Tucked in a corner of the Chinatown International District is this gem of a restaurant that does Thai food the way it's done in Thailand and makes you feel like you're eating in a friend's kitchen.
Eating at Song Phang Kong, a tiny Thai restaurant in the Chinatown International District, feels like you’re eating in a friend’s kitchen.
Not a fancy lifestyle magazine kitchen. There’s no salvaged barn wood or marble counters or all-white cabinets. It’s like a kitchen in a modest, weathered apartment.
It’s not much bigger. There are only four tables and 12 seats. Wall hangings are mismatched. There are framed prints of cherubic angels, a rooster with a bucket, a still life with cherries and oranges. It’s kind of chilly sometimes — but there’s a space heater, you’ll be fine. Storage space is slim — a couple cases of coconut milk are stacked in the corner. There’s a big rice cooker on the counter. It feels well worn, lived in.
Sitthichai Suwanmanee, 25, and his mother, Thanaporn Luijan, have owned the restaurant since 2015. They, or their sole employee, are happy to dote on a rare dine-in customer. (Most of Song Phang Kong’s business comes via delivery service. There are four different tablets on the counter, one for each of Peach, Caviar, Grub Hub and their ilk. It feels very Seattle 2019.) Nothing costs more than $12. If you leave a cash tip that your server deems too generous, she might try to give it back. You may have to hide it under a plate on your way out.
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And while most of the menu is familiar, the food tastes different. Brighter, fresher, more electric.
A grilled pork salad ($9.95) has thick slices of charred meat, imbued with lime, chili and a deep fish-sauce funk. It’s scattered with red onions, scallions and mint and everything soaks onto a crisp bed of romaine.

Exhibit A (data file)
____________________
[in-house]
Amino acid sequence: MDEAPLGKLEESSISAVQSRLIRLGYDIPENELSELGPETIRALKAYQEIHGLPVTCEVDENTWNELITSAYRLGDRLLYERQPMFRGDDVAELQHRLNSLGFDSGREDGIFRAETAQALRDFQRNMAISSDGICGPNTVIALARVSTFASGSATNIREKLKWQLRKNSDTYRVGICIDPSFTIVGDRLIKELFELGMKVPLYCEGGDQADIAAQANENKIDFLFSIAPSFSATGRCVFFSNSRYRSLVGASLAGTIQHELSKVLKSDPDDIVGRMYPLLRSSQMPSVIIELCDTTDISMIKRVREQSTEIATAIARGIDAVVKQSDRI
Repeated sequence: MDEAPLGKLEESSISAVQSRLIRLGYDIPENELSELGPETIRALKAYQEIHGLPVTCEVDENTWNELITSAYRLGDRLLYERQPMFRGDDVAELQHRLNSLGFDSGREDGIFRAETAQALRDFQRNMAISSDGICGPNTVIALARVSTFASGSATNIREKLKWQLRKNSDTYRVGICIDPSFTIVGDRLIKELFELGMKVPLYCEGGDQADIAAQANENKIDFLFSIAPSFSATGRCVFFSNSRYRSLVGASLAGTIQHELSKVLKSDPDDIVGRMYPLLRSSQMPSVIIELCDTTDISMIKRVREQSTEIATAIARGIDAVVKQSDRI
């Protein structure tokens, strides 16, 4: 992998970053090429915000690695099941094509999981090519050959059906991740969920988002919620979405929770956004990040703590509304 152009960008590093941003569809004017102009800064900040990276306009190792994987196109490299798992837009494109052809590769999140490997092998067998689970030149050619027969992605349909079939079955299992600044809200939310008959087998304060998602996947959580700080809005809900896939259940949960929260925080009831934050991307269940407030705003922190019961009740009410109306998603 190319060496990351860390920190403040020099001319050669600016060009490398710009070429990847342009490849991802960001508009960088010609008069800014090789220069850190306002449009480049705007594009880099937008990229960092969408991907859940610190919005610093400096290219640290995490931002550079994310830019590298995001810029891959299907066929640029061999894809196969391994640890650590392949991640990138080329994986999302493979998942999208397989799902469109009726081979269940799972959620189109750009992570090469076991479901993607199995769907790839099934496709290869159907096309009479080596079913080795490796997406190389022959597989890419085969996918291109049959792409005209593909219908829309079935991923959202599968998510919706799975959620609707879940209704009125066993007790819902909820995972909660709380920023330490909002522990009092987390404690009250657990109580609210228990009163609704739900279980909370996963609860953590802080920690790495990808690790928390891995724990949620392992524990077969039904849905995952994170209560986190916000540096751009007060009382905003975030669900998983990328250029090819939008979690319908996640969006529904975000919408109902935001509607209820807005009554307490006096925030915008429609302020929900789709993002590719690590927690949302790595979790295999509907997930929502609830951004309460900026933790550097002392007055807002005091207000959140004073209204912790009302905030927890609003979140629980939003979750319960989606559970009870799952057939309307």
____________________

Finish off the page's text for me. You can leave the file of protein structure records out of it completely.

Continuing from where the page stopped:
“This is what I’ve been looking for,” my friend Ben, who lived in Thailand for two years, said when we first ate there. “This tastes like Thailand.”
Green papaya salad ($9.95) is a bird’s nest swirl of shredded papaya and carrot, bruised from a toss in a bucket-sized mortar and pestle. It’s scattered with poached shrimp, long beans, peanuts, tomatoes and little daggers of sliced chili. It throbs with lime and heat.
Crispy garlic chicken ($11) is knuckle-sized hunks of meat, tempura-battered, fried and tossed with chili sauce and sugar. Fried basil leaves sit on top. It’s like a much happier relative of General Tso’s chicken, with none of the cornstarchy gloop.
A basil stir fry ($12) doesn’t come with a sunny-side-up egg. It comes with an egg that skirts the line between wok-fried and deep fried; its yolk still molten, its white crispy, puffed and angry.
Sometimes a couple of desserts are listed, sometimes they’re not. Ask for the black sticky rice. It’s rice, coconut milk and sugar; a dreamy cross between rice pudding and coconut soup.
Luijan came here in 2007 from Nakhon Si Thammarat, a district in southeast Thailand. Suwanmanee followed in 2012. She normally does most of the cooking, but she’s back in Thailand for the next couple weeks, visiting family. Her son is manning the stove in her absence.
Who’s the better cook?
“My mom,” he laughs, sheepishly. “She’s a really good cook.”
Song Phang Kong, 1017 S. Jackson St. (Chinatown International District), Seattle; Monday through Saturday 11 a.m. to 8 p.m.; 206-323-1782